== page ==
According to this invention, a method of manufacturing a multi-layer type semiconductor device comprises the steps of forming a base member by successively stacking, on a main surface of a first substrate, a first semiconductor layer, an insulating layer and a second semiconductor layer, forming a semiconductor device by using the second semiconductor layer as a base with the exposed surface of the second semiconductor layer directed upward, forming an insulating film on the semiconductor device, attaching a second substrate to the insulating film, thinning the first substrate to expose the first semiconductor layer, and forming a further semiconductor device by using the first semiconductor layer as a base with an exposed surface of the first semiconductor layer directed upward.

In a different aspect of this invention, a method of manufacturing a multi-layer type semiconductor device comprises the steps of forming perforations through a first substrate, filling the perforations with conductors, successively forming, on a main surface of a second substrate, a first semiconductor layer, an insulating layer on the first semiconductor layer, and a second semiconductor on the insulating layer, forming a first electric circuit by using the second semiconductor layer as a base, and first pads electrically connected to the first electric circuit, bonding the first substrate and the second substrate so as to electrically interconnect the conductors of the first substrate and the first pads of the second substrate, thinning the second substrate to expose the first semiconductor layer, and forming a second electric circuit by using the first semiconductor layer as a base, and second pads electrically connected to the second electric circuit.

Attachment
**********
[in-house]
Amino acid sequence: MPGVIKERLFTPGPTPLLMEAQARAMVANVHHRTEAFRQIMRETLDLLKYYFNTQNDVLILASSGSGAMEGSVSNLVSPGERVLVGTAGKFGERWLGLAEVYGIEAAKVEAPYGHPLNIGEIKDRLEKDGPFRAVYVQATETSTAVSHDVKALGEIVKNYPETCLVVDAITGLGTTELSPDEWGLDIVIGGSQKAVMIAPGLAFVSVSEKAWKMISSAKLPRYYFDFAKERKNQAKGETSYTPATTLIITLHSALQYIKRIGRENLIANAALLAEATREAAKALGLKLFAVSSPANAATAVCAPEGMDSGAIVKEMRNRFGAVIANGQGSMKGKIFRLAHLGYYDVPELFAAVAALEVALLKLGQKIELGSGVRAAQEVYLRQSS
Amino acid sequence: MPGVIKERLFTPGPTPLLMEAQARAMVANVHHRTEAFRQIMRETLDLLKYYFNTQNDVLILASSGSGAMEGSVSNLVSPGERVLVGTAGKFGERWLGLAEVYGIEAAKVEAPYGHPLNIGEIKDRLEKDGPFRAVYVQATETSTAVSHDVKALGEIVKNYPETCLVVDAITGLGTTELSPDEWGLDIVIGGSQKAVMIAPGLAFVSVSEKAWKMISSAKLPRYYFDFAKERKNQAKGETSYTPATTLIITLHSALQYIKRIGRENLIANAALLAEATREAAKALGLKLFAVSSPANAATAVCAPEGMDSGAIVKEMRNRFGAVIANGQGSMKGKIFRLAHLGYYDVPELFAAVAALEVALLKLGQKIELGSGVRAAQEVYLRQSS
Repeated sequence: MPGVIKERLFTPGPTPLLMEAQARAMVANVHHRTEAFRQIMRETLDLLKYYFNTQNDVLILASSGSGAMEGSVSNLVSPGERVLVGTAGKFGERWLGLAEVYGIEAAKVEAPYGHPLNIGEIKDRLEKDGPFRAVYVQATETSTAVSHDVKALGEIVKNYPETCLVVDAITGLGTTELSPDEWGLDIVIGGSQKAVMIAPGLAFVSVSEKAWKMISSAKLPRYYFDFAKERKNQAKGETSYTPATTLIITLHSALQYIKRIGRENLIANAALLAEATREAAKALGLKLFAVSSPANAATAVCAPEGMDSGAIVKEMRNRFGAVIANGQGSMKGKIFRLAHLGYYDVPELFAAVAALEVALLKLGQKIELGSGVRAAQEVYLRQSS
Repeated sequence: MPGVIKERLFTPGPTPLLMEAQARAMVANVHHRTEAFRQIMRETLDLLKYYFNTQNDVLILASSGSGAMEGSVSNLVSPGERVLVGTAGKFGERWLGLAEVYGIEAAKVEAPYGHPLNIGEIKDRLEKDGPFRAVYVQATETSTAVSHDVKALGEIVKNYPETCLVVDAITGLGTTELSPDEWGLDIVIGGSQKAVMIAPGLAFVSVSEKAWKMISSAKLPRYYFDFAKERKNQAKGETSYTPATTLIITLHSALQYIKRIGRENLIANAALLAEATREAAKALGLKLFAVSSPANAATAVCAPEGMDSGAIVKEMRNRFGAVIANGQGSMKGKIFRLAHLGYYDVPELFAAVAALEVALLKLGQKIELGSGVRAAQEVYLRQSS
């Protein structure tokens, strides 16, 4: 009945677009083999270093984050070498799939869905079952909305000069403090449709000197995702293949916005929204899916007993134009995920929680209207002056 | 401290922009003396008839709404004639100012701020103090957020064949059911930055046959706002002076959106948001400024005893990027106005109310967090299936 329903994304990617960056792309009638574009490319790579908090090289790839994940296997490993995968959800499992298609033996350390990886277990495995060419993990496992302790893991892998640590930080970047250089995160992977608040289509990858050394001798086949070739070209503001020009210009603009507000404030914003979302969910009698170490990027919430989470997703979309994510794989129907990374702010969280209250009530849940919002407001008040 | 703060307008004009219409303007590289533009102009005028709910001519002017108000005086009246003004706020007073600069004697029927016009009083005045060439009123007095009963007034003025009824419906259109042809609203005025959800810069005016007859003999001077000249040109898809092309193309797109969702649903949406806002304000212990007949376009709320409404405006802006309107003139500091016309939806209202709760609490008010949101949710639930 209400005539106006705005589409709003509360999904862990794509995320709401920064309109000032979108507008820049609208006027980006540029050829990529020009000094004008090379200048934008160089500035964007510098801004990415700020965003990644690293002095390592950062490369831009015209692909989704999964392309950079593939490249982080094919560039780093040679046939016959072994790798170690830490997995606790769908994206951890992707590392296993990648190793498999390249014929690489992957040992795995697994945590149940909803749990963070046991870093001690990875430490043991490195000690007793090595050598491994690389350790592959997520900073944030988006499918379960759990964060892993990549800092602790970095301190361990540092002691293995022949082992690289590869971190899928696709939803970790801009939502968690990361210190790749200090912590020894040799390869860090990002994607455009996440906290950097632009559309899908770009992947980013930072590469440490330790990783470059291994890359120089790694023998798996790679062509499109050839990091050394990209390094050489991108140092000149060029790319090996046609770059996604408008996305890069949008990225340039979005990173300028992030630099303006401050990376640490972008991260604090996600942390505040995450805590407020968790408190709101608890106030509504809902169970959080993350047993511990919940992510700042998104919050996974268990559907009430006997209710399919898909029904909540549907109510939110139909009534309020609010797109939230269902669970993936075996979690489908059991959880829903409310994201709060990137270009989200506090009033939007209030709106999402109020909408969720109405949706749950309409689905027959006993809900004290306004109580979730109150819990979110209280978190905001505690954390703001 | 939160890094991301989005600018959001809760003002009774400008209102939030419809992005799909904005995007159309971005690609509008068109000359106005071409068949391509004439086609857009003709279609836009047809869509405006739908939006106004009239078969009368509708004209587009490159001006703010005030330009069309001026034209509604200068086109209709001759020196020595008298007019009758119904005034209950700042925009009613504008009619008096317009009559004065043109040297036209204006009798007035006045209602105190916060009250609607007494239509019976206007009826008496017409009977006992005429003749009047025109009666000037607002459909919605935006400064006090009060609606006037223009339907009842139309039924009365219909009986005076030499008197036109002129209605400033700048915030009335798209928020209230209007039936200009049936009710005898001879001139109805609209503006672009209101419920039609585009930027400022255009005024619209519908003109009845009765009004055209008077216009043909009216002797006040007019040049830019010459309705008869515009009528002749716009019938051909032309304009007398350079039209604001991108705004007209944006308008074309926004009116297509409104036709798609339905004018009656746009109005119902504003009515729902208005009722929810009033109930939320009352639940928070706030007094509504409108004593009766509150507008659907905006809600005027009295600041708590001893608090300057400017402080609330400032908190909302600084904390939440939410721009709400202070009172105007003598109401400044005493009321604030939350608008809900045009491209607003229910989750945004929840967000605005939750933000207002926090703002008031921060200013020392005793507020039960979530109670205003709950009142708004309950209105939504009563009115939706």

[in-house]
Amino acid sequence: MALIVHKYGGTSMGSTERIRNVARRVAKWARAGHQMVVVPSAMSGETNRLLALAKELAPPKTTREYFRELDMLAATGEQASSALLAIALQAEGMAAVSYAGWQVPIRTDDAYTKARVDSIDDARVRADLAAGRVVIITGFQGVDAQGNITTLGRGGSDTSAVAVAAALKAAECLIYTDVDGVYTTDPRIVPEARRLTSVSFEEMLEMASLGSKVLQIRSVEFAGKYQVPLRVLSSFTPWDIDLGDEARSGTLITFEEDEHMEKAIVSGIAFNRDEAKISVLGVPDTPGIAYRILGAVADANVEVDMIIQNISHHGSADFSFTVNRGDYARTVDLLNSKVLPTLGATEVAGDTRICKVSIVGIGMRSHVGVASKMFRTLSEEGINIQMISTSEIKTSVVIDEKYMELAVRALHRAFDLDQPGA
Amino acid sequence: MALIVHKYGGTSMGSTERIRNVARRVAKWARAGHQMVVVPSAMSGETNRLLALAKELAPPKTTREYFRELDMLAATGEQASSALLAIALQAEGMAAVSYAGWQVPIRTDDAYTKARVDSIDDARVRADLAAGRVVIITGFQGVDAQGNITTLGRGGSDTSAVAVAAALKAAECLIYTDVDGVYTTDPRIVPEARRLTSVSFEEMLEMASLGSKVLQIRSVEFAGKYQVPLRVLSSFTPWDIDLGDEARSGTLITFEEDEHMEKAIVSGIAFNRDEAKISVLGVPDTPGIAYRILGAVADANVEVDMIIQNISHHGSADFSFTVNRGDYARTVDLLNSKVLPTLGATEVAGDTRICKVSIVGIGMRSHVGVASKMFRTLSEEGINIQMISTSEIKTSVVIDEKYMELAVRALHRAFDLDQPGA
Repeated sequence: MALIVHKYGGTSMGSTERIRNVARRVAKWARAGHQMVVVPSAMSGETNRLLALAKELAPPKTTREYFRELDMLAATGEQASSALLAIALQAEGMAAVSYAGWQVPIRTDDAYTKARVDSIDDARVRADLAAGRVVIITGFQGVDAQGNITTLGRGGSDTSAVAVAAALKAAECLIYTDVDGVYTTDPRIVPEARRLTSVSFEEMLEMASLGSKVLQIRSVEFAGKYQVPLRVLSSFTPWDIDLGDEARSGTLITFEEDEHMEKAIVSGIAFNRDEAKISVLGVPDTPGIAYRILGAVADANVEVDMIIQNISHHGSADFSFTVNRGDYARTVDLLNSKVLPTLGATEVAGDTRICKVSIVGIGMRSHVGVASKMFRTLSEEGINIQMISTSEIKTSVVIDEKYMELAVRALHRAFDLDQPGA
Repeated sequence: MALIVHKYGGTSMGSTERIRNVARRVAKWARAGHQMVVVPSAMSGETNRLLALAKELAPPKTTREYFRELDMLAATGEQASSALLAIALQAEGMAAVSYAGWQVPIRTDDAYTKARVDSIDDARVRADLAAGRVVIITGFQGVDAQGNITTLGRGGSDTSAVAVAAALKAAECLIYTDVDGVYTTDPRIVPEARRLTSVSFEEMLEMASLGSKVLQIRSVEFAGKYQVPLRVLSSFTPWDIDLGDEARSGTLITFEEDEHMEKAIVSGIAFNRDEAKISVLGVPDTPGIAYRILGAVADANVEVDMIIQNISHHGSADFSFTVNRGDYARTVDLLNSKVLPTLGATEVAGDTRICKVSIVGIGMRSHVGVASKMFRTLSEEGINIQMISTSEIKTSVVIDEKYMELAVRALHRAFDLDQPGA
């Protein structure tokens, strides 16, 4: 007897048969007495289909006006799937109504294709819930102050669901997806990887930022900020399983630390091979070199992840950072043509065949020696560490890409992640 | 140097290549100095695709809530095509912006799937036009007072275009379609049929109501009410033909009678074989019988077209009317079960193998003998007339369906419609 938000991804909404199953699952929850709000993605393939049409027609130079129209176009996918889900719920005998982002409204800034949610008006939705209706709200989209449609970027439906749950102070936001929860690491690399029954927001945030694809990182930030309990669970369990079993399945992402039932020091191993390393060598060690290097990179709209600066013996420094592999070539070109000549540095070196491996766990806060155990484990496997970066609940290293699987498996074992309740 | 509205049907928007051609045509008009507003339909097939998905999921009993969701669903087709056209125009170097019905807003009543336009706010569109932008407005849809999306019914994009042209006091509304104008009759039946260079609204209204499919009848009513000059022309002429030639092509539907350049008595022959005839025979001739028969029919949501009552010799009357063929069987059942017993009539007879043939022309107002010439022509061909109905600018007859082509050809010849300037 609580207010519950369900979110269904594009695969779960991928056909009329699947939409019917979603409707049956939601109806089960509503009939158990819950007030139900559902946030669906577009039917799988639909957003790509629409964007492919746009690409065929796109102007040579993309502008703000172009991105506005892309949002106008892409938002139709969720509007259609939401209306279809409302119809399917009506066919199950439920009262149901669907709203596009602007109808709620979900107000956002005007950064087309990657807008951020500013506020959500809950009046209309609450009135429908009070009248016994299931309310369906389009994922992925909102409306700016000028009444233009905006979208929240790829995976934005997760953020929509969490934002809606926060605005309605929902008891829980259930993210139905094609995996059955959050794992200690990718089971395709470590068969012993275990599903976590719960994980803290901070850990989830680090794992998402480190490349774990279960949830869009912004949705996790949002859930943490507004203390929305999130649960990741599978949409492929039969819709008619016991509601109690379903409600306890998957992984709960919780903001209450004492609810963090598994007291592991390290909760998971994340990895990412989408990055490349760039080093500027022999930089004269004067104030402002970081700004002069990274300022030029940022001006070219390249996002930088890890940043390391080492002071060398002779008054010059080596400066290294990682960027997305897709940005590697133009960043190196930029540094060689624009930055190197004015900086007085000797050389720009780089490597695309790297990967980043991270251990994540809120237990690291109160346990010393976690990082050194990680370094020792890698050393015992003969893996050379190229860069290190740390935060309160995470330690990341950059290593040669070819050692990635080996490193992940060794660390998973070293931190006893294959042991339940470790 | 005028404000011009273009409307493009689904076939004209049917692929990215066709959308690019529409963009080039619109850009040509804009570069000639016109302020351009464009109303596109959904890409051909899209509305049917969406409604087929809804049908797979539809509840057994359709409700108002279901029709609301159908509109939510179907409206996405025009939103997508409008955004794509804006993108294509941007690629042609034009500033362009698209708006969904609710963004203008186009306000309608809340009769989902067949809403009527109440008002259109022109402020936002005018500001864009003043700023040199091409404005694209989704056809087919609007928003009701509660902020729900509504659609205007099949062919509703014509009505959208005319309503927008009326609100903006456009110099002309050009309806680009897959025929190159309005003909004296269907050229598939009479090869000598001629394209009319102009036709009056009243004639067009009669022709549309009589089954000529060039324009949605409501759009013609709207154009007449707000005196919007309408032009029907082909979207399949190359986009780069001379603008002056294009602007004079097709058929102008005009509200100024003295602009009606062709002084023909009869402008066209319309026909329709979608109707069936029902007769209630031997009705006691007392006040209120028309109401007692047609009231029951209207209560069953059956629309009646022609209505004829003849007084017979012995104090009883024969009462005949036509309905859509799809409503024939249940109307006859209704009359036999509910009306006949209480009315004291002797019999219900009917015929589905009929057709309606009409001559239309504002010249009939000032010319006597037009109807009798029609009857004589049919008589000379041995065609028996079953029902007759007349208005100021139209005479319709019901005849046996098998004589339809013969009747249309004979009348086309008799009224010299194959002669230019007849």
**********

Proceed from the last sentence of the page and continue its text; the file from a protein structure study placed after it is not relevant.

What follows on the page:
The multi-layer type semiconductor device is obtained by forming a first semiconductor layer, an insulating layer and a second semiconductor layer in the mentioned order on a main surface of a first substrate, forming a semiconductor device by using the second semiconductor layer as a base, with an exposed surface thereof directed upward, forming an insulating film on the semiconductor device, attaching a second substrate to the insulating film, thinning the first substrate to expose the first semiconductor layer, and forming a further semiconductor device by using the first semiconductor layer as a base, with an exposed surface of the first semiconductor layer directed upward.